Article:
As the Biden Harris Administration has begun its first 100 days, noting the President’s tax plan is crucial for higher-income households to understand and likely make adjustments to their financial and legacy planning. That said, middle-class households should pay attention, too. While, generally speaking, the sweeping changes to the tax code will aim to levy higher taxes on corporations and high-income households, the proposed legislation to remove the step-up in basis upon death will have ramifications for many Americans irrespective of their socio-economic status. President Biden’s proposed tax plan’s components include raising the top individual income tax rate from 37 percent to 39.6 percent. The plan also seeks to extend the 12.4 percent shared employer/employee Social Security tax capped at 137,700 to earnings over 400,000 dollars. Under a Biden Administration, the capital gains tax rate will rise to 39.6 percent for taxpayers with income over one million dollars. This rate hike is up from the current long-term capital gains rate of up to 20 percent for wealthy investors.
President Biden is also proposing to overhaul taxes around wealth transfers. He would eliminate the step-up in basis to the date of death valuation of inheritable equity assets. Instead, any unrealized capital gains will become subject to taxation. This will have a huge impact on all Americans; especially those who inherit their parents’ homes or other real estates that their parents owned for a long time and have appreciated greatly over the years. In addition, there is a proposal to reduce the amount an individual can transfer free of estate and gift taxes in life and in death. The current permissible amount is $11.7 million in gifts during life or upon death, but the proposal is to reduce it down to $3.5 million in bequeaths upon death and a cap of $1 million in lifetime gifts.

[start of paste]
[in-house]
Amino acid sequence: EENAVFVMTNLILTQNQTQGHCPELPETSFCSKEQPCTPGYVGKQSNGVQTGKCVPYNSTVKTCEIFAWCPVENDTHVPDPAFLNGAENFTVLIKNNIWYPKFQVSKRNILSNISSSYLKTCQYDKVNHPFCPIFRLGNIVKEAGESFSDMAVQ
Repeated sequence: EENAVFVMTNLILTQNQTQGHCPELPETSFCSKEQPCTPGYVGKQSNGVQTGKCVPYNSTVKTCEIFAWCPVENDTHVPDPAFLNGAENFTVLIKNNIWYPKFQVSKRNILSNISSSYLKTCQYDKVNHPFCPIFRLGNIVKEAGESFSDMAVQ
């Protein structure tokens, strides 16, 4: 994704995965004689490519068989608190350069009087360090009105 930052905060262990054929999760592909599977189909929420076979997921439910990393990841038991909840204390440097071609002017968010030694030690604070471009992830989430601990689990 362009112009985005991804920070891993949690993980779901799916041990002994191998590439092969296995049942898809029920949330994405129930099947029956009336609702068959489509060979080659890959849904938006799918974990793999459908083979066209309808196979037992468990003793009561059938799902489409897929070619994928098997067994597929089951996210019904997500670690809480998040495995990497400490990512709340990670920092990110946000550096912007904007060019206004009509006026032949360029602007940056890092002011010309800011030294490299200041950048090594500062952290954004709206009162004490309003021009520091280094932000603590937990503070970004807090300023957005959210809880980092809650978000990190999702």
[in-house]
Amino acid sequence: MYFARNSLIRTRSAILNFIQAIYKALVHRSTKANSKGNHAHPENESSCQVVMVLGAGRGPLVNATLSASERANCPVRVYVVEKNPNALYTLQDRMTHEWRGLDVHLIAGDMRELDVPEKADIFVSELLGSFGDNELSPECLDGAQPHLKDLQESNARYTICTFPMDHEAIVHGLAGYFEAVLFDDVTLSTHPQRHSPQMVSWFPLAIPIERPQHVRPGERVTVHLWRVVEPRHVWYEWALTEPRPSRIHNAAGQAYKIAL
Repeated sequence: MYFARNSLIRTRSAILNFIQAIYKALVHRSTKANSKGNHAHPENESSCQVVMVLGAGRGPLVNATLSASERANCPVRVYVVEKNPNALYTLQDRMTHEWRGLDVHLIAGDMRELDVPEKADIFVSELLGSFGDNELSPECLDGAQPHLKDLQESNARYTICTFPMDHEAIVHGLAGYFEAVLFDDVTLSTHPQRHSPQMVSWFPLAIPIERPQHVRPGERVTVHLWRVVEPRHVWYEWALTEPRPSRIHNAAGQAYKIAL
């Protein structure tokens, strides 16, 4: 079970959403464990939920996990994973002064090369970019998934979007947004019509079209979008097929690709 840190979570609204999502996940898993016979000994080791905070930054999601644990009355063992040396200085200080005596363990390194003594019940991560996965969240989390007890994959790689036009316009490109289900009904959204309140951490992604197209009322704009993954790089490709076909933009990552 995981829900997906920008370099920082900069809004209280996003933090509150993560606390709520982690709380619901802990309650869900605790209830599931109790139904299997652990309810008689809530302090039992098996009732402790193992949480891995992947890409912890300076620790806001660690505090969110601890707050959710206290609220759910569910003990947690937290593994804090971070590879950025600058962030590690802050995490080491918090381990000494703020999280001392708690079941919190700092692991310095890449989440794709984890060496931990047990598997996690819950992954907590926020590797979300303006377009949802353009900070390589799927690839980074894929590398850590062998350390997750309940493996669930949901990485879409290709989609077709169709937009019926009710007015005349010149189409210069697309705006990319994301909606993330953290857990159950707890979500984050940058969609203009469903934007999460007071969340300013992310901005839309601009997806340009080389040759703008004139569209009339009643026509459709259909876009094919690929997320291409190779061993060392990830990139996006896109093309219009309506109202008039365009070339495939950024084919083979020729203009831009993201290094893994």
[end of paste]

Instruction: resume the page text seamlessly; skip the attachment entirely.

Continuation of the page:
Some portions of President Biden’s tax and economic reform may garner support from GOP lawmakers. Senators like Marco Rubio (R-FL) and Mike Lee (R-UT) have, in the past, been in support of child tax credit expansion. This previous support will bode well for President Biden’s proposal for a temporary increase of the child tax credit to $3,000 for children under age 17 and a $600 bonus for children under the age of six. There is also sentiment for raising the corporate tax rate, which President Biden wants to increase from 21 to 28 percent if lawmakers work together to replenish federal coffers. Republicans find it easier to raise corporate tax than taxes on wealthier individuals.
Additionally, a closely divided Congress may find it more expedient to increase IRS funding to pursue larger, more monetarily beneficial targets. These targets might include corporations or high wealth individuals; rather than the draft and pass new tax legislation, it will likely prove to be a contentious process. American taxpayers would also probably prefer this approach to a more dramatic income tax increase. According to the Taxpayer Advocate Service (an IRS agency watchdog), IRS appropriations and employee numbers fell by more than 20 percent between fiscal years 2010 to 2019.
The year 2021 continues to bring new and challenging uncertainties to taxation, retirement, and legacy planning. President Biden’s tax reform plans may significantly impact how families approach wealth building and inheritable asset transfer with minimal tax consequences, particularly if a nearly divided Congress opts to use the power of the IRS as an expedient arm of the federal government for improved tax base revenues. In this case, all Americans must watch what proposals are enacted into law and make their adjustments accordingly to preserve their assets.
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Kevin Snyder is a husband, father, and an Orange County estate planning and elder law attorney at Snyder Law, PC in Irvine, California. He’s all about family and passionate about estate planning, elder law, and veterans. He founded Snyder Law to help people be prepared and have the peace of mind they are protecting their families and aging parents for when life happens.